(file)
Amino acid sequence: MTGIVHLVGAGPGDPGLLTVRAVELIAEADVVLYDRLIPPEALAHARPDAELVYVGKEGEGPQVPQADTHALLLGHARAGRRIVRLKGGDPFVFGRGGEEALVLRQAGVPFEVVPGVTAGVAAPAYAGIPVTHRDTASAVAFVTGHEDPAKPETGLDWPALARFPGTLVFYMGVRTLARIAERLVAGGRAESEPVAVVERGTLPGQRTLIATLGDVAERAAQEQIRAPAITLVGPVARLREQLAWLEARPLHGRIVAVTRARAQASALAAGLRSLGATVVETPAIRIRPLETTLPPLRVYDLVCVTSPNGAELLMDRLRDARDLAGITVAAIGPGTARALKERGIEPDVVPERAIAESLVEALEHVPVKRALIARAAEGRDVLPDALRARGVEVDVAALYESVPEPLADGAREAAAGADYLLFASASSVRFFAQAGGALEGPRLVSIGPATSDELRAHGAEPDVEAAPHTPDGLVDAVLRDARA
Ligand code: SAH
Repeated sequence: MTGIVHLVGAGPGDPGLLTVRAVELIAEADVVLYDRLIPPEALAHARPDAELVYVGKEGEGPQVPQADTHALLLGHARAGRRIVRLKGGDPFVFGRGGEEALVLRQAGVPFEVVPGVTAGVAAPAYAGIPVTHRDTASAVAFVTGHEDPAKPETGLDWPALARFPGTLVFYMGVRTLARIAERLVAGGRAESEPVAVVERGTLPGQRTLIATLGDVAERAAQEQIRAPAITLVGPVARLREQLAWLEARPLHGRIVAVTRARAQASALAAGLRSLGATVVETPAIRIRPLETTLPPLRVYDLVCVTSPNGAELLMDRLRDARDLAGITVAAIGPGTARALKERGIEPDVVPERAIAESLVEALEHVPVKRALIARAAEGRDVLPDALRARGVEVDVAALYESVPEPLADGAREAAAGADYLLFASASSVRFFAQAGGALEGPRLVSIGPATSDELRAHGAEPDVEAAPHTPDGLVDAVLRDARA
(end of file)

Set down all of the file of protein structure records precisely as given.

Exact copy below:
Amino acid sequence: MTGIVHLVGAGPGDPGLLTVRAVELIAEADVVLYDRLIPPEALAHARPDAELVYVGKEGEGPQVPQADTHALLLGHARAGRRIVRLKGGDPFVFGRGGEEALVLRQAGVPFEVVPGVTAGVAAPAYAGIPVTHRDTASAVAFVTGHEDPAKPETGLDWPALARFPGTLVFYMGVRTLARIAERLVAGGRAESEPVAVVERGTLPGQRTLIATLGDVAERAAQEQIRAPAITLVGPVARLREQLAWLEARPLHGRIVAVTRARAQASALAAGLRSLGATVVETPAIRIRPLETTLPPLRVYDLVCVTSPNGAELLMDRLRDARDLAGITVAAIGPGTARALKERGIEPDVVPERAIAESLVEALEHVPVKRALIARAAEGRDVLPDALRARGVEVDVAALYESVPEPLADGAREAAAGADYLLFASASSVRFFAQAGGALEGPRLVSIGPATSDELRAHGAEPDVEAAPHTPDGLVDAVLRDARA
Ligand code: SAH
Repeated sequence: MTGIVHLVGAGPGDPGLLTVRAVELIAEADVVLYDRLIPPEALAHARPDAELVYVGKEGEGPQVPQADTHALLLGHARAGRRIVRLKGGDPFVFGRGGEEALVLRQAGVPFEVVPGVTAGVAAPAYAGIPVTHRDTASAVAFVTGHEDPAKPETGLDWPALARFPGTLVFYMGVRTLARIAERLVAGGRAESEPVAVVERGTLPGQRTLIATLGDVAERAAQEQIRAPAITLVGPVARLREQLAWLEARPLHGRIVAVTRARAQASALAAGLRSLGATVVETPAIRIRPLETTLPPLRVYDLVCVTSPNGAELLMDRLRDARDLAGITVAAIGPGTARALKERGIEPDVVPERAIAESLVEALEHVPVKRALIARAAEGRDVLPDALRARGVEVDVAALYESVPEPLADGAREAAAGADYLLFASASSVRFFAQAGGALEGPRLVSIGPATSDELRAHGAEPDVEAAPHTPDGLVDAVLRDARA